The Art of Starting (and Stopping)
I can’t even begin to count the amount of times in my life that I have chosen to start something, with guns blazing, only for it to come to a screeching halt at some point later down the road. Part of this is simply growing up, exploring hobbies and passions, and allowing interests to wax and wane as time goes on.
In elementary school, I collected things with an intense focus: stickers in second grade, beanie babies in third grade, Pokemon cards in fourth grade, and Spice Girl lollipop stickers in fifth grade. In sixth grade, my obsession with designers was borderline crazy. I loved Prada. I became an expert in fake bags and how to spot the most convincing knock offs. Somehow in middle school, my designer obsession switched to knitting. Say what? I know. Don’t ask. I probably knitted a total of two really heinous scarves. (Sorry Mom if I ever gave you one of those as a present!)
In high school, I had an intense interest in France. I took French classes, did several teen tour/study programs in France over the summer, and even studied abroad in Rennes during my junior year of high school. Despite all of that, my French is now complètement nul. C’est dommage! All I can say is that I accomplished my goal of getting a French boyfriend. Aww yeah!
When I returned back to NYC for my senior year, I became really interested in going to flea markets and second hand shops. I found the process of sifting through clothing therapeutic. I decided I wanted to start an Ebay business; however, I sold a few things on my account and nothing more ever came of it.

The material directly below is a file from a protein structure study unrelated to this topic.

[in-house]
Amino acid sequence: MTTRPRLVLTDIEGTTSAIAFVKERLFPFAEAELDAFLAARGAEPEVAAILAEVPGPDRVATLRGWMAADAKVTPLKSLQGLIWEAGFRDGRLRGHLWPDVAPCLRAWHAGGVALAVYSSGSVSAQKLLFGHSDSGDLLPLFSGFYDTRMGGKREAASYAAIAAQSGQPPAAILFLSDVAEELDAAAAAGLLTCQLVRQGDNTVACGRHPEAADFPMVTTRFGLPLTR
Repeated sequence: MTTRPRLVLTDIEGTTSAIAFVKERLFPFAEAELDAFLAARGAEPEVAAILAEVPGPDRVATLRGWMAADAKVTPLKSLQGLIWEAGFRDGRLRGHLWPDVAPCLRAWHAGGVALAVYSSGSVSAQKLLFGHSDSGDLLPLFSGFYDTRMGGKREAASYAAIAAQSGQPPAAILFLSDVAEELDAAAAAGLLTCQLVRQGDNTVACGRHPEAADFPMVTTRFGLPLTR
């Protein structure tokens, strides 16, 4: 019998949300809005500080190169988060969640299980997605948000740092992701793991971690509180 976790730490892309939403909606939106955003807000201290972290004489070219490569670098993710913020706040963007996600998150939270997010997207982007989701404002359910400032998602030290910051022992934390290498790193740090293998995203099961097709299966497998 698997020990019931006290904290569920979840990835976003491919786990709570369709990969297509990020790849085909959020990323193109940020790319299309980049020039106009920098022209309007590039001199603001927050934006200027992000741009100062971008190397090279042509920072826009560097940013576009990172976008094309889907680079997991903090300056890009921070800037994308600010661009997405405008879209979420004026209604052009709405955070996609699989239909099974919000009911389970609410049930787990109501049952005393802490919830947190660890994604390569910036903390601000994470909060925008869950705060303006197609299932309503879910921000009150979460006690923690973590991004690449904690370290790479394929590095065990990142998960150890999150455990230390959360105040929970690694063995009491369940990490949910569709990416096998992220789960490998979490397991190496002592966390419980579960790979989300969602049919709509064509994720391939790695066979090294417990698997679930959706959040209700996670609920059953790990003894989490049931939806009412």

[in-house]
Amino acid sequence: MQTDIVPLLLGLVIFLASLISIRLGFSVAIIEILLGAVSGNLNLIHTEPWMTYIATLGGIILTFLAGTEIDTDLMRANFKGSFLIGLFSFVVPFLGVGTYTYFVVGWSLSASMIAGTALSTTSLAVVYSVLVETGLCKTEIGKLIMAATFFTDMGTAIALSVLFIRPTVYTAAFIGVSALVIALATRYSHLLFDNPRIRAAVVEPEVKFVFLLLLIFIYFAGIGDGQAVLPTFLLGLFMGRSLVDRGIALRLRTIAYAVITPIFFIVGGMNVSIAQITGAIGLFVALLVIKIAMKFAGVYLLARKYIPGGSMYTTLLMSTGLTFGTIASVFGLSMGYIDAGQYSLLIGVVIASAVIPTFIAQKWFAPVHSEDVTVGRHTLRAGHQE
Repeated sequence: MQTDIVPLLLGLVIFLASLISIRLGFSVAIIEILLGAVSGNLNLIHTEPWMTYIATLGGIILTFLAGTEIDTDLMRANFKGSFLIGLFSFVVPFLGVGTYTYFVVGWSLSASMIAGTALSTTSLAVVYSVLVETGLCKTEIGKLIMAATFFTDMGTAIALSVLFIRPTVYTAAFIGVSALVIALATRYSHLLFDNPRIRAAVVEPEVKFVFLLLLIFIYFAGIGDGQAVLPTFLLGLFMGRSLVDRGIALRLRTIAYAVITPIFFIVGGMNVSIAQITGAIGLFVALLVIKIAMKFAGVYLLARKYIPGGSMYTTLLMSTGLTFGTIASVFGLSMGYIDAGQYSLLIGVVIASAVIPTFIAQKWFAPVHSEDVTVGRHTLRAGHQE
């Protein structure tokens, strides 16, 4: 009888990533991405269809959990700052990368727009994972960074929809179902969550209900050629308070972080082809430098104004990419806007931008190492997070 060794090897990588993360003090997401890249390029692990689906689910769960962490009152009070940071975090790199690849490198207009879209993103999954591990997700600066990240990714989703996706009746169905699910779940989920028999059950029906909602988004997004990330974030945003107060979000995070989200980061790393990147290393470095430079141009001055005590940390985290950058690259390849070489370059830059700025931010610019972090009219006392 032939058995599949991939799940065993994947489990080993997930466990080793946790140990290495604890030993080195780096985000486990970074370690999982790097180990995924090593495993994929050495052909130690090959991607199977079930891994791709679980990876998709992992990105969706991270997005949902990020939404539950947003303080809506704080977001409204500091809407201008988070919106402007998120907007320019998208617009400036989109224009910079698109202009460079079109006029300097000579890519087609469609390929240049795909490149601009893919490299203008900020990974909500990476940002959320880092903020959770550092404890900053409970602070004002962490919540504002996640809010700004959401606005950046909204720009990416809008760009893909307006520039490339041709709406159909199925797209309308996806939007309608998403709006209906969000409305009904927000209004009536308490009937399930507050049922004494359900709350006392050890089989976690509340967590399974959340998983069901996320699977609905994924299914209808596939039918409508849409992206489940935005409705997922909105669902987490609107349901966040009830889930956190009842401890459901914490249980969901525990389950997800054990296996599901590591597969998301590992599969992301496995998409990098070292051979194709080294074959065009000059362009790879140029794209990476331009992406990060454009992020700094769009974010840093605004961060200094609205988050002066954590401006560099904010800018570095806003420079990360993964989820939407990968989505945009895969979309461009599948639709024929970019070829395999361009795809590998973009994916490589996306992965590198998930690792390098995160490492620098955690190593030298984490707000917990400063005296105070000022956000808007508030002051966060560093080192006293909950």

In 2007, I started my Freshman year at USC with an undeclared major. I dabbled with the idea of film, French, creative writing, communications, and even international relations. When I befriended several art students my second semester I thought, OMG YO, this is what I’m meant to be doing too! I went with my gut and started my degree in Fine Art with an emphasis in graphic design and a minor in ceramics. Check out my final ceramics project and a super emo goth drawing of mine below- good lord! Oh, and spoiler alert, I worked as a graphic designer for a few years after college, and then completely changed careers.
When I came back home after first year at college, I decided that the coolest thing I could possibly do was become a bartender. You’re allowed to bartend when you’re a mere eighteen years old in NYC. My friend Lucy and I completed a week long bartending course out in Long Island, I somehow convinced a restaurant on the upper east side to hire me, and I attempted to mix drinks for about three months. I sucked at it. That was the end of my bartending career.
During the summer of 2010, I became obsessed with the clothing store All Saints. I desperately wanted to work there. I thought it was the be all end all of kewl-ness. I connected with the head honcho of recruiting, who secured a position for me in the Santa Monica store once I got back to LA in August for my senior year at college. After working at All Saints for one entire month, and after commuting back and forth on two super sketchy buses to and from the USC campus since I was without a car, I decided it fully sucked and I quit. Peace out, shitty retail job!
In 2011, after graduating from college, I began to work as a graphic designer. One day, sitting at my desk procrastinating from doing some meaningless work, I discovered Grace Chon of Shine Pet Photos. Not too long after, I wrote her an email:
So I guess I decided rather swiftly I wanted to become a dog photographer. When my boyfriend and I moved to Boston in 2012, I bought a cheap SLR Canon camera off of Ebay and linked up with a Boston photographer who allowed me to assist him during a shoot for the MSPCA (despite having no idea what I was doing). Aaand that was the only time I ever photographed dogs! HA! After that, I took one intensive day long photography course at some point, and that was the extent of my photography career. Woop woop!
Side note, totally had a momentary stint with surfing over the course of a few trips and summers. What can I say, eh?! I’m a Jane of all trades!